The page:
Weekly Digest: Turkish Lira’s Crash, Powell Stays for 2nd Term


4 minutes read

Nov 25, 2021

jerome powell giving a speech after being reappointed as fed chair

25/11/21: Powell reappointed as the Fed chair, Turkish lira in an “insane” historic 15% crash, Biden unleashes strategic oil reserves to calm the surge in oil prices. And more.

Investment news

Powell is here to stay. Is inflation? Jerome Powell will stay for a second term as chair of the US Federal Reserve. He will be managing inflation and regulating the financial system for another four years. (Bloomberg)

The other front-running candidate, Lael Brainard, was favored by progressives on the left of Democratic Party. They criticized Powell for not doing enough to tackle climate change and poverty, also questioning Powell on how he’ll address inflation.

Read our SPOTLIGHT on how surging inflation could affect the gold price.

Gold fell below the $1,800 level on a stronger dollar and bets that the Federal Reserve could raise interest rates sooner as Powell starts a new term as the Fed chair. (CNBC)

Investors are betting that Powell will be pushed to step up the pace at which the Fed is normalizing monetary policy to better handle surging inflation.

“Dollar strength and market expectations of more aggressive action from the Fed is pushing gold down,” StoneX analyst Rhona O’Connell said.

A good opportunity to benefit from a lower gold price?

The World Platinum Investment Council (WPIC) expects platinum ETF demand to fall, while bar and coin demand is forecast to go up 25% in Q3 2021 and up 10% in 2022.

Industrial demand for physical platinum is also expected to increase, according to the report.

“Despite semiconductor chip shortage, platinum automotive demand forecast up 14% in 2021 and 20% in 2022 on substitution for palladium and tighter emissions legislation,” the report said.

Read our SPOTLIGHT to find out why platinum could be considered an interesting investment option.

Turkey's lira tumbled more than 15% this week after President Recep Tayyip Erdogan defended recent aggressive rate cuts in a major policy shift that he said would boost jobs, exports, and growth. The Turkish lira has shed 42% against the U.S. dollar this year, becoming the world's weakest currency. (Reuters)

Erdogan defends an unorthodox theory that higher interest rates cause higher inflation. Many economists, however, have called the rate cuts reckless, arguing that Turkey faces a huge crisis if interest rates continue to drop in the coming months.

U.S. President Joe Biden announced Tuesday that the U.S. will release 50 million barrels from its strategic petroleum reserves as part of an effort by energy-consuming countries to lower fuel prices. (The White House)

“This culminates weeks of consultations with countries around the world, and we are already seeing the effect of this work on oil prices. Over the last several weeks as reports of this work became public, oil prices are down nearly 10 percent,” the official statement said.

Oil prices have increased more than 50% this year, with demand exceeding supply as more countries emerge from national lockdowns imposed by the pandemic. The resumption of international travel is also adding to jet fuel demand.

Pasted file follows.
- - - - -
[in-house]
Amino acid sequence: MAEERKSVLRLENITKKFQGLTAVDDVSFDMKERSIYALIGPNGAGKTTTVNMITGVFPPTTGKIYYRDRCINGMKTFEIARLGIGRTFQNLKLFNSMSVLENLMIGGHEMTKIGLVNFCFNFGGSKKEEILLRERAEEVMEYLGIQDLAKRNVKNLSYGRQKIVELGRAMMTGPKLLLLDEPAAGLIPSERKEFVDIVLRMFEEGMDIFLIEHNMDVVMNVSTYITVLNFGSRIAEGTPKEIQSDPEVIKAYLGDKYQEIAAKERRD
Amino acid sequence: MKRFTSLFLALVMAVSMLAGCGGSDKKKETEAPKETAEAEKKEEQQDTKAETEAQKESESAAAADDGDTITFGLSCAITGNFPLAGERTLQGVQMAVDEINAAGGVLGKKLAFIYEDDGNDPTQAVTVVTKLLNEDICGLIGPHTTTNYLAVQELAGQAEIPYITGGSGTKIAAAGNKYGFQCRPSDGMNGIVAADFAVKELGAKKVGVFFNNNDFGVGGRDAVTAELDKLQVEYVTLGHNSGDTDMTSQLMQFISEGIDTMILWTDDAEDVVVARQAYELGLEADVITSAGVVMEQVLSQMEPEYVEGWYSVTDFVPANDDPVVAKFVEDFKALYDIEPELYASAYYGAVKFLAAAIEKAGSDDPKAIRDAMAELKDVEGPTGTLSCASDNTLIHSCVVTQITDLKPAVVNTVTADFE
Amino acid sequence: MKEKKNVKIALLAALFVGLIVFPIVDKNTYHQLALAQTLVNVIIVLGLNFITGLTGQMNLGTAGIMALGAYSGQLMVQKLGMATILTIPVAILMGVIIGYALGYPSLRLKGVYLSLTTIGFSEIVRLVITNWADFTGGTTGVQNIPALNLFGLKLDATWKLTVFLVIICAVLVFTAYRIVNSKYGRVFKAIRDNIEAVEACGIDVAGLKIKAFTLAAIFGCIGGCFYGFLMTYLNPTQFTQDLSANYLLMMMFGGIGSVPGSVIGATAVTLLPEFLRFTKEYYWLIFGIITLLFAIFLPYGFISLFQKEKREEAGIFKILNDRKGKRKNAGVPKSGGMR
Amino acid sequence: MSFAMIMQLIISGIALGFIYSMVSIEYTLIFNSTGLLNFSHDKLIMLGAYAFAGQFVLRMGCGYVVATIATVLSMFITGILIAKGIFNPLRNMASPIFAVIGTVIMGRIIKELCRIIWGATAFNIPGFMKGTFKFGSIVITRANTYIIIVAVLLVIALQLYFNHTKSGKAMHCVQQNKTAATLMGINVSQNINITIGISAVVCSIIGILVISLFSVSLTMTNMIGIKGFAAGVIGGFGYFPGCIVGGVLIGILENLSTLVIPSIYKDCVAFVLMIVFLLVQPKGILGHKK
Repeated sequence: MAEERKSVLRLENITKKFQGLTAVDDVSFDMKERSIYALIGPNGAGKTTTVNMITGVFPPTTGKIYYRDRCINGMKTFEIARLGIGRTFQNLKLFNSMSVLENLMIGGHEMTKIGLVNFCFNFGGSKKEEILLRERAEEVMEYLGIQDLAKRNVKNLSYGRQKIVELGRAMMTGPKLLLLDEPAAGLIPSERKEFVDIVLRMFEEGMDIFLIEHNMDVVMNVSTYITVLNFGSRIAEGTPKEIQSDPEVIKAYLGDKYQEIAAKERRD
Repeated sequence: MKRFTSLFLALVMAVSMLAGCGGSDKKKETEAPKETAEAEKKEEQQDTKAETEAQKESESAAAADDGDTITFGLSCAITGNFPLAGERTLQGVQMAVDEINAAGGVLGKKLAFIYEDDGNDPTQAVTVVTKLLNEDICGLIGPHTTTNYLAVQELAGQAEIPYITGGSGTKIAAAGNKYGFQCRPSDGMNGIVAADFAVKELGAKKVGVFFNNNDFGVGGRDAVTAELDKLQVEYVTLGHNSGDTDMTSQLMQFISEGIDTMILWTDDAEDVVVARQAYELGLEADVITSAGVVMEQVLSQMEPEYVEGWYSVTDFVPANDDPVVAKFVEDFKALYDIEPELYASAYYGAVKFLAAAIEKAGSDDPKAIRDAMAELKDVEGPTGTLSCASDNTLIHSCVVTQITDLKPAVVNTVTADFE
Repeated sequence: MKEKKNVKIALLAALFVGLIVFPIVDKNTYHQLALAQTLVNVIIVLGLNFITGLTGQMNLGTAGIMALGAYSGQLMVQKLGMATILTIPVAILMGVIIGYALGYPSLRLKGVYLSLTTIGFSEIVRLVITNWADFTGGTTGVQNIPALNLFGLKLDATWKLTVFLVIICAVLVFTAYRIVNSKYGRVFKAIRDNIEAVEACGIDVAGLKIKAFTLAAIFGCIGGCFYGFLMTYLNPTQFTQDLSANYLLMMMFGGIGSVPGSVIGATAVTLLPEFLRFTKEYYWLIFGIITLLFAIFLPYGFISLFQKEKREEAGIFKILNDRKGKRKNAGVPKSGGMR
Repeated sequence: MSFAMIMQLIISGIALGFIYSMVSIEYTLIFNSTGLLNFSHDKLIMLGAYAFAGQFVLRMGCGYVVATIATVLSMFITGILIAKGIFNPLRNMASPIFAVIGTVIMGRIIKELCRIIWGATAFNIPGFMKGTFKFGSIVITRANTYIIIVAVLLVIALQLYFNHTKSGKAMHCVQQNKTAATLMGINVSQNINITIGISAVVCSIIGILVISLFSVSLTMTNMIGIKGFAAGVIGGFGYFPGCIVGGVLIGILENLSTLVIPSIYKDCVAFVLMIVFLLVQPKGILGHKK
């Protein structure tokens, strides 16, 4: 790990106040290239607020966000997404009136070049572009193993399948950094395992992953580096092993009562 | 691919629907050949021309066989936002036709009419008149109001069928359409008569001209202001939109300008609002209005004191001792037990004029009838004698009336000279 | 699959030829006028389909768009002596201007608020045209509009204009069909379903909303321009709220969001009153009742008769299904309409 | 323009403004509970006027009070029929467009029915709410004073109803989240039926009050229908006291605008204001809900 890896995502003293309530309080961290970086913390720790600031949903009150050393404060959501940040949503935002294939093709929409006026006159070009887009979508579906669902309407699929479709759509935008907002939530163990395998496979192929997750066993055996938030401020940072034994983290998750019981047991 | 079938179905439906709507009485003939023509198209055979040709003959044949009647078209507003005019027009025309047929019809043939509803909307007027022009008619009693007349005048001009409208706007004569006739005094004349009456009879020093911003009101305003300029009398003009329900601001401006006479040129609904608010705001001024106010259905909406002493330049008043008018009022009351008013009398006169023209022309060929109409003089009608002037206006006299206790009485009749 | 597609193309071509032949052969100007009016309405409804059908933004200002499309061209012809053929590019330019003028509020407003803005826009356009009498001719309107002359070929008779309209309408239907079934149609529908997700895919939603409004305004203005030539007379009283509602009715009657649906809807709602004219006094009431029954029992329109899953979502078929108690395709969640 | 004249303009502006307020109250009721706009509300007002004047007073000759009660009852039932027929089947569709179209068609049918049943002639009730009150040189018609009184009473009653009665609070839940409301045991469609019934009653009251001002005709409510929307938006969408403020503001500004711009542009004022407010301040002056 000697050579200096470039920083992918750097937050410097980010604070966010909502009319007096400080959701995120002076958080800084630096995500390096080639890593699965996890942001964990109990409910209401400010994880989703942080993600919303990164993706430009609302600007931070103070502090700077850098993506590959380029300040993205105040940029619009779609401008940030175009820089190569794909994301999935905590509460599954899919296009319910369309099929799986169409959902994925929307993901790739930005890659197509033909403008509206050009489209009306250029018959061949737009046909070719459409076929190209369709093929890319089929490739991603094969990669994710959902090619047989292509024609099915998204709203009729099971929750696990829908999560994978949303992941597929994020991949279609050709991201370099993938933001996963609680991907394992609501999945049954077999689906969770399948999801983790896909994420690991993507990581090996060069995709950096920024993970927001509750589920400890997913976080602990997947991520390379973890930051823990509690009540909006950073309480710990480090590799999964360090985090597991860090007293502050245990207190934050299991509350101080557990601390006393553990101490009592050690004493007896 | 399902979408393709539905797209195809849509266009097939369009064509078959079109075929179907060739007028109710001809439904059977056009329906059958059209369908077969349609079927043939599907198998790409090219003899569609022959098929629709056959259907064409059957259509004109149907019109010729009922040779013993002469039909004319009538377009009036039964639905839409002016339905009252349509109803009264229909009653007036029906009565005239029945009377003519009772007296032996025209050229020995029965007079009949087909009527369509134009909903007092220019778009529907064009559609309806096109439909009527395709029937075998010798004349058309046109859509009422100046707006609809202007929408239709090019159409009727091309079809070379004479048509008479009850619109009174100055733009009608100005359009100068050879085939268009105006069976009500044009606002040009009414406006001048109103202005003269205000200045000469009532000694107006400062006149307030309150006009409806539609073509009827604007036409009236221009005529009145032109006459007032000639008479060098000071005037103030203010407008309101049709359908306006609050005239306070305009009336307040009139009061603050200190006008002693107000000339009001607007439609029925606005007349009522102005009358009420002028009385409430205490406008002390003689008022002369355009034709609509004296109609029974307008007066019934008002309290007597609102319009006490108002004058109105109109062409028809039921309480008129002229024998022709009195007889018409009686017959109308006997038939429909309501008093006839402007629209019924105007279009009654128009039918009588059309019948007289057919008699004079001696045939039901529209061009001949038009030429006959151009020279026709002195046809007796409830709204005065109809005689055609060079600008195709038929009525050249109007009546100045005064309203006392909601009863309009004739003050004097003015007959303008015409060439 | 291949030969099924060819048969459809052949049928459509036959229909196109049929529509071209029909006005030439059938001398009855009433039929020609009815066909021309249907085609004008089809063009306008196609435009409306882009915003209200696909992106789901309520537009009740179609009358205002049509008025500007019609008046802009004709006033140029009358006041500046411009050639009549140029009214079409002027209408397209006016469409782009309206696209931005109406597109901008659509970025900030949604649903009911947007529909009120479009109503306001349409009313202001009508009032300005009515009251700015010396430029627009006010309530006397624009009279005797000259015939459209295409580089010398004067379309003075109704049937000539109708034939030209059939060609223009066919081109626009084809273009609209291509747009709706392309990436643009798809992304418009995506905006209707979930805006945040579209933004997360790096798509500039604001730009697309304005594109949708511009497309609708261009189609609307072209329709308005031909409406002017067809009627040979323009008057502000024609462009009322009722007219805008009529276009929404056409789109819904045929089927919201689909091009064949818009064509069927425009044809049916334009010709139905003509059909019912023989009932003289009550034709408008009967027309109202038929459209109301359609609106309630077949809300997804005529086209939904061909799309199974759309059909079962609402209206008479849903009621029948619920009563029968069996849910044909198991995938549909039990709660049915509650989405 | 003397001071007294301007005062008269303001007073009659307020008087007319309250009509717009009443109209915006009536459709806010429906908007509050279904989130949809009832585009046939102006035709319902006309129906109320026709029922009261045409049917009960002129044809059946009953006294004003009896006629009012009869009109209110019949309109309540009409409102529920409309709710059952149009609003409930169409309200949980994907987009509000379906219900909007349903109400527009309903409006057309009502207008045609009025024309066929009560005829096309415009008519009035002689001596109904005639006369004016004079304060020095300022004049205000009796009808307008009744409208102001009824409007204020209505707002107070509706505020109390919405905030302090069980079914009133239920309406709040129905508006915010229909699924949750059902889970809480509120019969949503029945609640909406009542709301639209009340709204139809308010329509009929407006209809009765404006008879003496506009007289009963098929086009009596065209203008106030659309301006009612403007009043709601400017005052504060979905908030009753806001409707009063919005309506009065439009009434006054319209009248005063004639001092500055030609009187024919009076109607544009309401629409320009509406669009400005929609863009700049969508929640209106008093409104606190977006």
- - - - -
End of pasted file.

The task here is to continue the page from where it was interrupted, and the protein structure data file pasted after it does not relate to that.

But oil prices could climb higher despite the efforts to rein them, with a “considerable amount of bets out there that we will see $100 a barrel oil.” (CNBC)

“It’s not going to work simply because the strategic petroleum reserve — any country’s strategic petroleum reserve is not there to try to manipulate price,” Stephen Schork, editor of the Schork Report, said, adding that strategic oil reserves exist only to offset short-term supply disruptions.


Turkey may not be the only country facing a currency crisis if the U.S. increases interest rates, prominent emerging markets investor Mark Mobius said Tuesday. “With higher interest rates in the U.S., all these other countries that have debt in dollars will be hit.” (CNBC)

Mobius did not specify which other countries could be affected, but an analysis published last week by investment bank Nomura found that Egypt, Romania, Turkey and Sri Lanka are the four emerging markets most at risk of an exchange rate crisis.

“Looking ahead, the prospect of the Fed normalizing monetary policy amid China’s deepening economic downturn is not a particularly good combination for [emerging markets],” the report said.

What else is happening

Der Boss: Olaf Scholz becomes the new German chancellor after sealing a coalition deal with the Greens and the Free Democrats, marking the end of Merkel’s 16 years in power. (Bloomberg)

An unprecedented alliance between Scholz’s center-left Social Democrats, the Greens and the pro-business Free Democrats aims to revamp the German economy by tackling climate change and promoting digital technologies.

Europe might be falling victim to the politicization of gas supplies from Belarus to Turkey. Take a look at the chart below. (Bloomberg)

The European gas price has jumped again in recent days because of worries that Russia would keep flows down after the certification for the Nord Stream 2 gas pipeline was suspended.

The chart below represents the Dutch TTF natural gas futures price.

a chart showing european natural gas prices

And finally…

NFT hype got a big boost. Collins Dictionary declared NFT its word of the year for 2021, recognizing the convergence of money, tech, and art.

Collins defines them as “a unique digital certificate, registered in a blockchain, that is used to record ownership of an asset such as an artwork or a collectible.”


See you next week!


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